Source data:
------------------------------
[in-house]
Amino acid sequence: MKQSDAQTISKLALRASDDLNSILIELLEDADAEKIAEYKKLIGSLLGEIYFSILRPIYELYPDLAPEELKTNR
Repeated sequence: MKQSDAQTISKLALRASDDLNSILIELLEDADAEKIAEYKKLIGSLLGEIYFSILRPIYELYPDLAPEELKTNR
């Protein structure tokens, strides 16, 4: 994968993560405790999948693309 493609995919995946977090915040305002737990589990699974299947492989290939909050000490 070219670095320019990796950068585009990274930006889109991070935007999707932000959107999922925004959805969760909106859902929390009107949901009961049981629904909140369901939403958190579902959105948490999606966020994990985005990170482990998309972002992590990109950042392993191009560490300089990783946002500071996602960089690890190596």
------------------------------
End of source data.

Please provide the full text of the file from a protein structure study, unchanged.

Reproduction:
[in-house]
Amino acid sequence: MKQSDAQTISKLALRASDDLNSILIELLEDADAEKIAEYKKLIGSLLGEIYFSILRPIYELYPDLAPEELKTNR
Repeated sequence: MKQSDAQTISKLALRASDDLNSILIELLEDADAEKIAEYKKLIGSLLGEIYFSILRPIYELYPDLAPEELKTNR
């Protein structure tokens, strides 16, 4: 994968993560405790999948693309 493609995919995946977090915040305002737990589990699974299947492989290939909050000490 070219670095320019990796950068585009990274930006889109991070935007999707932000959107999922925004959805969760909106859902929390009107949901009961049981629904909140369901939403958190579902959105948490999606966020994990985005990170482990998309972002992590990109950042392993191009560490300089990783946002500071996602960089690890190596």